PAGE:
It's true, every woman needs a source of duck, and I am no exception. I became entranced with the dish of duck during my second session at The Chef's Studio where a theme quickly became apparent - all things duck. I can still pull recipes from that session's notebook and smell the aroma of duck fat, those intoxicating molecules which cling to every object it glides by.
Pulling that notebook from the moving boxes, I had a longing for - all things duck. But I was new to Santa Fe and couldn't find it in any of the stores. Which is where my connection with Farmer Ken and his food came in - I met Ken at his booth at the farmer's market selling his duck eggs... And I thought: Where there are duck eggs, there are ducks! Ken sat with a friendly style, donning blue coveralls as I asked him: Do you sell the duck itself? No, he didn't - the butchering is too time-consuming. He sold rabbits though! Well that's fine, I like rabbit, but right now I'm on a hunt for a duck. But I saw an opening so naturally... I offered to come to his farm and help with the butchering.
Which is why last week I got in the car and drove an hour north through wildly beautiful northern New Mexico to KJ Farms (K=Ken, J=Judy). Thankfully, he still donned the blue coveralls and friendly style, which seemed to brighten on his own soil. KJ farms is actually primarily an egg farm so the soil was mostly inhabited with free ranging chickens. Cage Free Indeed.
But I was not here for a tour, I was here for a chore: Supper.
Please do not take me as a minimizer... Being this close to the death of supper is a viscerally-intense experience I don't take lightly. My stomach is in knots; my throat carries a lump. But my heart is also appreciative for the opportunity to be so close to our food source. I see it as a privilege honestly - eating with my eyes so wide open. Ultimately, it's important to me to know I can be involved in the death of supper and still sit down to it. Otherwise for me it should be lentils all the way. But that's just me.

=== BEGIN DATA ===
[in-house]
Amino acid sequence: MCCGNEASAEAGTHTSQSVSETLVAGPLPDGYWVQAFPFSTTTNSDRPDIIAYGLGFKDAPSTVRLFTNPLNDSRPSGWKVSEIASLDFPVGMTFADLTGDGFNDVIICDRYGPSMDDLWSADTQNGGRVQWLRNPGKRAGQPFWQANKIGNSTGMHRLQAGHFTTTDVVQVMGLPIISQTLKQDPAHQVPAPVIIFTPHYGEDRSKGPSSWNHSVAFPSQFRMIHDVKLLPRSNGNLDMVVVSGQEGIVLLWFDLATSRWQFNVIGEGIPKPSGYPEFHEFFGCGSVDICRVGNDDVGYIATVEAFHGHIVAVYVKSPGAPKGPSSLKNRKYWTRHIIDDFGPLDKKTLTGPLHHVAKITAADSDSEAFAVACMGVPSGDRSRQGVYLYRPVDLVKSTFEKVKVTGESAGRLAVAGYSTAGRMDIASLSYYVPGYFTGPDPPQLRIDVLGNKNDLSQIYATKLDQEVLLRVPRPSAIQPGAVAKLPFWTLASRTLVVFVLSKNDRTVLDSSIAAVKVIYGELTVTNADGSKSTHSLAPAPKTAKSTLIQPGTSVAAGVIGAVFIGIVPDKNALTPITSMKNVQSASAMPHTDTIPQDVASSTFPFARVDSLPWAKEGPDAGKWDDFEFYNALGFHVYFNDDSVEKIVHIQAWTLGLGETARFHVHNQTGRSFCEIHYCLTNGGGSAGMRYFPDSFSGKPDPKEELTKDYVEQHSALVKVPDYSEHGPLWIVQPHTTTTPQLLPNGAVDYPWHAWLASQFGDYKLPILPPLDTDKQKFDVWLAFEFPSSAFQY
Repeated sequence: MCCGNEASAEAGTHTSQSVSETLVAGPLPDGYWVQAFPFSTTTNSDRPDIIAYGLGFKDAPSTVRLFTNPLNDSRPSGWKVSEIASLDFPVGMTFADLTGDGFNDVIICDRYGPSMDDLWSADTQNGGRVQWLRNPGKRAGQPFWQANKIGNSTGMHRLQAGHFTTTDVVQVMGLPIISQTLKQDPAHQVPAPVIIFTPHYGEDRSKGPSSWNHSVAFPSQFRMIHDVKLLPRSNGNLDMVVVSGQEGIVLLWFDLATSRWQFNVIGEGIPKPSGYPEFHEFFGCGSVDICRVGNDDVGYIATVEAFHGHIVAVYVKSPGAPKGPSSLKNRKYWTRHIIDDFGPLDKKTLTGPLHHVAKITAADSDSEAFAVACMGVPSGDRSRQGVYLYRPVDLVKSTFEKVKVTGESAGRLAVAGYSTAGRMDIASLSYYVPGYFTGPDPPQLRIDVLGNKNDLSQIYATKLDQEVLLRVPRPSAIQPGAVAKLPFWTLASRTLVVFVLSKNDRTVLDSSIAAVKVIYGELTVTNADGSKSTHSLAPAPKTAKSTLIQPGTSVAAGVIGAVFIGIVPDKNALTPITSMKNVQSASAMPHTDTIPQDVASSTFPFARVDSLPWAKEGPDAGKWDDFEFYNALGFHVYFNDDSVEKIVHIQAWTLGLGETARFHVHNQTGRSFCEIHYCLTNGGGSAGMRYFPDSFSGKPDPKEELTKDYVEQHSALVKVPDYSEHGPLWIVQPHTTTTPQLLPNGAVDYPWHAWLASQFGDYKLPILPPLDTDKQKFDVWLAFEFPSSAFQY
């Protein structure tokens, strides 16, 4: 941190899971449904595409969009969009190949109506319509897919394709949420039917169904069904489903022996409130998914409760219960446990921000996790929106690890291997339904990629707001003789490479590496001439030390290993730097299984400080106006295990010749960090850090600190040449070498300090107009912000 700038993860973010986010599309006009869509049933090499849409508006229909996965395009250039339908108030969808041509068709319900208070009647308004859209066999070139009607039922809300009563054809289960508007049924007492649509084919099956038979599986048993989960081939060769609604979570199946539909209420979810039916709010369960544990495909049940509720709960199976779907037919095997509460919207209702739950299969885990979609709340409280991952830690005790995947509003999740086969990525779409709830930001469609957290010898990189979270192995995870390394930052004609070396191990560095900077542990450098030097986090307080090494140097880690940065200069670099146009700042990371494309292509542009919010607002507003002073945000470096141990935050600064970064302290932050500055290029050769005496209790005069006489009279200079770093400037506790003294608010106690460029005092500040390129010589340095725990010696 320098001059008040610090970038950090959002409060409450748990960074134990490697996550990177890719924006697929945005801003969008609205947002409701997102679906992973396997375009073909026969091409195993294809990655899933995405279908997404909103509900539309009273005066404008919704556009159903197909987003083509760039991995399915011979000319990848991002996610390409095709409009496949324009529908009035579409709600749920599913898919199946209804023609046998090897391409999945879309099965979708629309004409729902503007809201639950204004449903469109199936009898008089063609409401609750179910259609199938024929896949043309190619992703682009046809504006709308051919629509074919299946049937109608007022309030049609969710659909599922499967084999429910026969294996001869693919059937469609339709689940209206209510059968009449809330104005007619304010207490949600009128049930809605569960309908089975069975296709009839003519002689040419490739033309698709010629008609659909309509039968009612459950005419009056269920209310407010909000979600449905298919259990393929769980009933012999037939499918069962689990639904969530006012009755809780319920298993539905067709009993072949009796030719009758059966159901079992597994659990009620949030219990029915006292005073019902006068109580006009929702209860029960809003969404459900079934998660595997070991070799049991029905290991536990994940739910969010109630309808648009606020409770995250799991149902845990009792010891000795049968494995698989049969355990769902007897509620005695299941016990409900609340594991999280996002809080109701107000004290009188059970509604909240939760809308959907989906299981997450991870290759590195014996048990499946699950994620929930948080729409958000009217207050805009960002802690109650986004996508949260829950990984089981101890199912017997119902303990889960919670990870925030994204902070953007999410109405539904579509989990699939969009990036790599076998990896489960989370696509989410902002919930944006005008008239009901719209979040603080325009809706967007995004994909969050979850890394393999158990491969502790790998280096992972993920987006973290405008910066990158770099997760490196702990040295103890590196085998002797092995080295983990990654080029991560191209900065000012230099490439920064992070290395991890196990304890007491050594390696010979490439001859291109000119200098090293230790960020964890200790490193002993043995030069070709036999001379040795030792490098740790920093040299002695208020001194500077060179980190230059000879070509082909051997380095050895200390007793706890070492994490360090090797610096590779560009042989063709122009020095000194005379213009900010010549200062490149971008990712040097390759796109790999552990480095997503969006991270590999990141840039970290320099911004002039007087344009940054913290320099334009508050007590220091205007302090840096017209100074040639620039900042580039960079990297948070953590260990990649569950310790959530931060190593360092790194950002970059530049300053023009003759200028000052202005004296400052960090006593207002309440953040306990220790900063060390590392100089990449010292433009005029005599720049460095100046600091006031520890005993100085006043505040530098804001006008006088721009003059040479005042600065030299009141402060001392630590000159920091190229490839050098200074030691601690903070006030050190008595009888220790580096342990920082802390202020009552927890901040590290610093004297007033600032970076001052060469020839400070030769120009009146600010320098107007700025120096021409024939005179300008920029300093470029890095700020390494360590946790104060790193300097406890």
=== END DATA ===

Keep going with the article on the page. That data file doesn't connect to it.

It was clear that Ken was in the same boat - he spoke and moved with a calming confidence in the pens, but there was his severe silence after the knife fell, the kind of deafening quiet that comes with a belly full of knowledge - Life has left something. It would be odd to me if the silence wasn't there. Speaking commences only after several long minutes.
So for supper we had the freshest duck breast I've ever had, seasoned and then poached in butter, its center still pink. (My focus on them was so intense I totally lapsed on taking photos. Argh!) I simmered the carcass for stock, rendered the fat, salted the legs with a pinch of that quatre epices for confit and put the liver on ice for a mousse.
Thanks be to Ken and Judy for opening their farm to me, the strange new woman in town in search of fresh, local poultry. Thanks be to new connections over the reverence of providing and cooking a meal.
|The duck confit with tomato coulis|
|Quatre Epices Art!... Before and After Grinding|
adapted from Robert Reynold's recipe (I cut the tarragon in half...Not a big fan of it.)
Note: You can double, triple, quadruple this recipe to have more and more on hand.
1 teaspoon ground cinnamon
2 teaspoons ground allspice
1/8 teaspoon ground cloves
1/2 teaspoon ground cardamom
1 teaspoon ground nutmeg
2 teaspoons ground coriander
1 teaspoon finely crushed dried tarragon
1/2 teaspoon finely crumbled dried marjoram
Mix the spices and herbs in a blender. I use an old coffee grinder that is specifically for spices. Blend until everything is finely powdered. Keep in tightly sealed jar. Enjoy!